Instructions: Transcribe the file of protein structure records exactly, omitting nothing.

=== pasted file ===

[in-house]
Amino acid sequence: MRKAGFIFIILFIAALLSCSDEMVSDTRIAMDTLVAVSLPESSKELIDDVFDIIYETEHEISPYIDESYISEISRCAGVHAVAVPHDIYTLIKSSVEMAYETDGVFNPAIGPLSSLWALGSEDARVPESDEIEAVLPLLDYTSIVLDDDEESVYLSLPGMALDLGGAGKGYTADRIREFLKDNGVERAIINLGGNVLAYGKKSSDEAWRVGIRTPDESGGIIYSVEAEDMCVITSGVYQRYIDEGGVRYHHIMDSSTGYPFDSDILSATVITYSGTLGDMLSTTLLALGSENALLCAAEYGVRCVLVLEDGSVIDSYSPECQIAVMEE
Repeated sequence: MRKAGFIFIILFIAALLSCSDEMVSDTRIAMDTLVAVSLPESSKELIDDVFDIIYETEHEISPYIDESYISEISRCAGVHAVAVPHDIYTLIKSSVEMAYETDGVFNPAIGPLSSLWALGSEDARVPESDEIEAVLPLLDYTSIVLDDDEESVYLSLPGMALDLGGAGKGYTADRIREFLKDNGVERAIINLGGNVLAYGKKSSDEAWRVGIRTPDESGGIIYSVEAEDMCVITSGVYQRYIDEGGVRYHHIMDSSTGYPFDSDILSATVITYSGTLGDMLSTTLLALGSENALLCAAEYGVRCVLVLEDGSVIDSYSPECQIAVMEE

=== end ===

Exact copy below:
[in-house]
Amino acid sequence: MRKAGFIFIILFIAALLSCSDEMVSDTRIAMDTLVAVSLPESSKELIDDVFDIIYETEHEISPYIDESYISEISRCAGVHAVAVPHDIYTLIKSSVEMAYETDGVFNPAIGPLSSLWALGSEDARVPESDEIEAVLPLLDYTSIVLDDDEESVYLSLPGMALDLGGAGKGYTADRIREFLKDNGVERAIINLGGNVLAYGKKSSDEAWRVGIRTPDESGGIIYSVEAEDMCVITSGVYQRYIDEGGVRYHHIMDSSTGYPFDSDILSATVITYSGTLGDMLSTTLLALGSENALLCAAEYGVRCVLVLEDGSVIDSYSPECQIAVMEE
Repeated sequence: MRKAGFIFIILFIAALLSCSDEMVSDTRIAMDTLVAVSLPESSKELIDDVFDIIYETEHEISPYIDESYISEISRCAGVHAVAVPHDIYTLIKSSVEMAYETDGVFNPAIGPLSSLWALGSEDARVPESDEIEAVLPLLDYTSIVLDDDEESVYLSLPGMALDLGGAGKGYTADRIREFLKDNGVERAIINLGGNVLAYGKKSSDEAWRVGIRTPDESGGIIYSVEAEDMCVITSGVYQRYIDEGGVRYHHIMDSSTGYPFDSDILSATVITYSGTLGDMLSTTLLALGSENALLCAAEYGVRCVLVLEDGSVIDSYSPECQIAVMEE